Never trust a threat level meter that puts a watering hole attack and a drive-by attack under the same risk rating. No matter how much it seems to play out like its indiscriminate cousin (the drive-by attack), watering hole attacks are absolutely targeted. What’s worse, these are the kinds of attacks that use intelligence gathering and reconnaissance missions to gain strategic information about key individuals in an organization.
Like phishing, watering hole attacks are generally used by hackers who are after much more than just your users’ credentials, like your intellectual property and access to sensitive computer systems. But the latter can be much more effective. To understand how, we need to look at reasons why hackers (often state-sponsored) are increasingly choosing it as their weapon of choice.
Perhaps users are getting smarter about emails because hackers are now trying to get malware into the enterprise using the same strategy that dominant animals use to catch their prey – lying in wait by a favorite watering-hole, in this case a trusted, highly-frequented website. Though targeted, a phishing attack is like sending a rotten fish to someone and hoping they would have it for dinner. The danger is real but not certain. A watering-hole attack on the other hand compares to poisoning their water supply. It is only a matter of time. Every senior executive targeted in the Forbes site compromise in 2015 had only to do so much as load the website in their browser. All that the Chinese cyber crime group did was exploit CVE-2015-2502 found in IE 7 through 11 and one other vulnerability in Adobe Flash Player.
Information gathering is relatively simple
A basic automated scan can give hackers enough information on 0 day vulnerabilities in say, a web application regularly used by your graphic design team. What would you choose – a Google search for vulnerable versions of web servers to infect, or the idea of spending days of reconnaissance on social networks and forums to build complex profiles of people and the systems they use? However, in some cases, attackers may simultaneously run phishing campaigns.
Stopping a watering-hole attack in its tracks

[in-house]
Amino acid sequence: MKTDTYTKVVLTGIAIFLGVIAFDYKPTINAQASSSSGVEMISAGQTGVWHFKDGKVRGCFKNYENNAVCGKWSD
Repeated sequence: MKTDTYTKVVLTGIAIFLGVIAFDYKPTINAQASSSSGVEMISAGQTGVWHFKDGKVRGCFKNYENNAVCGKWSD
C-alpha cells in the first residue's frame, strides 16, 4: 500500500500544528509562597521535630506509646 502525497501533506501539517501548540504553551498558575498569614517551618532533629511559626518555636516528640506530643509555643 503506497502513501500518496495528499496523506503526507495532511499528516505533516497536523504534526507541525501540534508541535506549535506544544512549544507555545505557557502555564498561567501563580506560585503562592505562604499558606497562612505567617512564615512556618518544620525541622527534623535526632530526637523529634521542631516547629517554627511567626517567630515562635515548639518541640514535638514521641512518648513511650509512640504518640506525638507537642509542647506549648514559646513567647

Watering hole campaigns targeting your users can be quite tricky to detect because the attack is carried out within an allowed session and it doesn’t leave trails in the system logs. It is even harder to train employees to dodge it than in the case of phishing. So what will do the trick?
An Intrusion Detection System with intensive correlation – The most logical way to stop waterholing from getting the best of your web-facing endpoint users is to enable concurrent tracking of malware infiltration. Complementing endpoint web filtering data sources with a host-based threat monitoring system seems to be most effective in achieving this. An ideal solution is one that is equipped with constantly updated correlation directives and cross-correlation rules (knowledge-based or signature-based) that can be customized for specific needs as well as anomaly-based threat detection capability to identify new variants of malicious files that show abnormal behavior assessed against baselines fixed by you.
Log management gives you a major advantage when it comes to preventing malicious outbound traffic in data exfiltration attempts. Stopping self-updating malware from connecting to an external command and control unit is crucial and can only be effectively done when intrusions are closely watched and contained. There isn’t an easy way to sort through a list of events to find those that really matter, unless you have an automated alerting system in place that analyzes raw logs and preserves them for audit trails. It is equally important to ensure with the use of digital signatures that logs stored are not tampered with.
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